But the individual who began with the least ability was both fearful and security-minded. He was taking no chances. Jesus said, "But he that received the one went away and dug in the earth, and hid his lord's money." As he related the story, in due time the master returned home and asked for a reckoning. He add, "And he that received the five talents came and brought five other talents, saying, Lord, you delivered unto me five talents; look - I have gained five more talents!" He said the householder said to him, "Well done, good and faithful servant: you have been faithful over a few things, I will set you over many things; enter into the joy of your Lord."
This scripture has been used in hundreds of sermons to illustrate that ultimate statement which is the most prized to any human individual who is truly and sincerely seeking entry into God's kingdom. To be told, "Well done, thou good and faithful servant," no matter the degree of inherent, beginning ability, is the most priceless pronouncement any person could ever hear. (Notice, as the account proceeds, that the householder said the identical words to the one who reported he also had doubled his talents - starting with two he ended up with four - even though this man had only 40 percent of the first servants sum.)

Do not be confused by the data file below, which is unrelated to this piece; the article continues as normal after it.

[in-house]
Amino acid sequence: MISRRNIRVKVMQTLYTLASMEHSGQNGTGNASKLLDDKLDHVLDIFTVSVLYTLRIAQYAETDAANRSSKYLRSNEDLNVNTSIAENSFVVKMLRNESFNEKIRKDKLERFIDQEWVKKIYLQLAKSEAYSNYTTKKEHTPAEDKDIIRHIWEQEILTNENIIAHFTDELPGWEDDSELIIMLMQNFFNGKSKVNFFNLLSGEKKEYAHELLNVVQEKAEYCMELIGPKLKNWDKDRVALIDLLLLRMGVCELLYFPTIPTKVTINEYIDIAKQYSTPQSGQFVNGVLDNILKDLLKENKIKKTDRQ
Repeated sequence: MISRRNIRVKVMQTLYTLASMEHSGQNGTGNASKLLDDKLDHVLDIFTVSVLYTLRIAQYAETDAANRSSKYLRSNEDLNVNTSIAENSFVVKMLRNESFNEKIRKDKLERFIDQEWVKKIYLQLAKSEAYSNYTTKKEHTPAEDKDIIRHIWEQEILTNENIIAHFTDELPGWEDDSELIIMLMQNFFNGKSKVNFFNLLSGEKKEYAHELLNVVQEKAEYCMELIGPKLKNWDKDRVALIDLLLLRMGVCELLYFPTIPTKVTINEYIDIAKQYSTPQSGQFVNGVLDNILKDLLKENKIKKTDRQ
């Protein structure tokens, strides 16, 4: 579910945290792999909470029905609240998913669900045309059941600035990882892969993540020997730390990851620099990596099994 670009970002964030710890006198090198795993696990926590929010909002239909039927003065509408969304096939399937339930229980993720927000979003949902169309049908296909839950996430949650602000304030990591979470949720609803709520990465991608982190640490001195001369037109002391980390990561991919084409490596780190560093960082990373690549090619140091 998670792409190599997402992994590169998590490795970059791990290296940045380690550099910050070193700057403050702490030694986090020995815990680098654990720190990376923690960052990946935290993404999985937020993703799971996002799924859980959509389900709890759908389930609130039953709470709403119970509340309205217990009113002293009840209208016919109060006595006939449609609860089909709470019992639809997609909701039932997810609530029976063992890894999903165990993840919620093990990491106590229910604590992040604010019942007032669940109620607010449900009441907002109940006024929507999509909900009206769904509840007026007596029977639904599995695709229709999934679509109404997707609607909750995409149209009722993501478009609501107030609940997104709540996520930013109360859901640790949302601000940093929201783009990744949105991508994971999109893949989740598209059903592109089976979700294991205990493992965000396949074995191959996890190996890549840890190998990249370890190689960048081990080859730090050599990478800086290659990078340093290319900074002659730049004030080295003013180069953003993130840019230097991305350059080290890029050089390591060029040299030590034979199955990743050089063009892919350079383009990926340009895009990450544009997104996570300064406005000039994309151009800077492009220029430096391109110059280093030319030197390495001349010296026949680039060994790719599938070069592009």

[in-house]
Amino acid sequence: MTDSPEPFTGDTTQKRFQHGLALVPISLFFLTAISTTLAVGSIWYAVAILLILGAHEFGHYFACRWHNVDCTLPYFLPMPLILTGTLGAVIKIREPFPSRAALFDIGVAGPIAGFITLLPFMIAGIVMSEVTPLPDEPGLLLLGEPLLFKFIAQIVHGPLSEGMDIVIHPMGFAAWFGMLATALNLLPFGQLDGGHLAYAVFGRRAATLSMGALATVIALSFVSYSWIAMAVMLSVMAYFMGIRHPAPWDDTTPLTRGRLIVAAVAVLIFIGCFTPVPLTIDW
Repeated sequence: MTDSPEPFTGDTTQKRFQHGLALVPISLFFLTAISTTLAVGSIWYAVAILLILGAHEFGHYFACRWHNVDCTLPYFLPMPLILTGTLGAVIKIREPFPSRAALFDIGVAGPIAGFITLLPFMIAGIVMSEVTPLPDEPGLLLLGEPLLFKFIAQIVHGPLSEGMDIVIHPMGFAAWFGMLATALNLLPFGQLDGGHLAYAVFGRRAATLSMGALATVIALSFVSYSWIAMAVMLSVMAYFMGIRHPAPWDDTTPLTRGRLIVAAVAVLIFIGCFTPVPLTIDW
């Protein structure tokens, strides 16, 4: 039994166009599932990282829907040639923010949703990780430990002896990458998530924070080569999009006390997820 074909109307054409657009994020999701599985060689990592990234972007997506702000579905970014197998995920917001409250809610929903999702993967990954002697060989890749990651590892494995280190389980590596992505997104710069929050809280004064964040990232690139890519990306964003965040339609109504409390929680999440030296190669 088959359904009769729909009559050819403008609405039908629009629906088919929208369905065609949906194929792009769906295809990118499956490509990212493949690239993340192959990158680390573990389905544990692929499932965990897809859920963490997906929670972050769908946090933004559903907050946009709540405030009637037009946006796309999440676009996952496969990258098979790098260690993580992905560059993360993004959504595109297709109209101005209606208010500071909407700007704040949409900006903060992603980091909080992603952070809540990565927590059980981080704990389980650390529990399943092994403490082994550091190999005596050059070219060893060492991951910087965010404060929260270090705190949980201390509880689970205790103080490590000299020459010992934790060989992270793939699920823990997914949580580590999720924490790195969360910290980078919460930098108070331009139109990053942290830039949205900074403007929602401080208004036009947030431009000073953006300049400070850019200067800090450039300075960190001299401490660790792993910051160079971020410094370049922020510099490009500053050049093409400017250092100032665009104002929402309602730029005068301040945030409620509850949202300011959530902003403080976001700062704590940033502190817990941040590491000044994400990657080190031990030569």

Finally, Jesus said, "And he also that had received the one talent came and said, 'Lord I knew you were a very stern man; reaping where you do not sow and gathering where you did not scatter - taking what is not even yours - and I was afraid; so I went away and hid your sum of money in the earth. Here is what you gave me; I did not lose it.' "
But, Jesus said, the householder said to him, "You wicked and lazy servant - you understood that I am an investor; that I have used my money to increase my fortunes, and not always through my own human physical labor; at the very least, knowing this, you should have invested my money in the bank (for at least they know how to properly reinvest it), so that at my coming I could have received back that which was my own with interest."
Note that, contrary to some super-righteous attitudes, there is no condemnation whatsoever of the wealthy homeowner who first gave private loans and then expected a reckoning, fully planning both to reward and punish accordingly. Notice also the obvious approval given for a financial system of money and banking much as we know it today.
Jesus illustrates that it is not wrong for money to "earn interest," notwithstanding the attitudes of some to the contrary; at the same time He gives divine approval to the principle of "making money with money," by providing the capital for would be entrepreneurs whose successes are then shared by the investor or capitalist.
Again, notice how totally cross-grained is the statement of the individual who, terribly security-minded, thought to hide his money in a can underneath the chicken coop.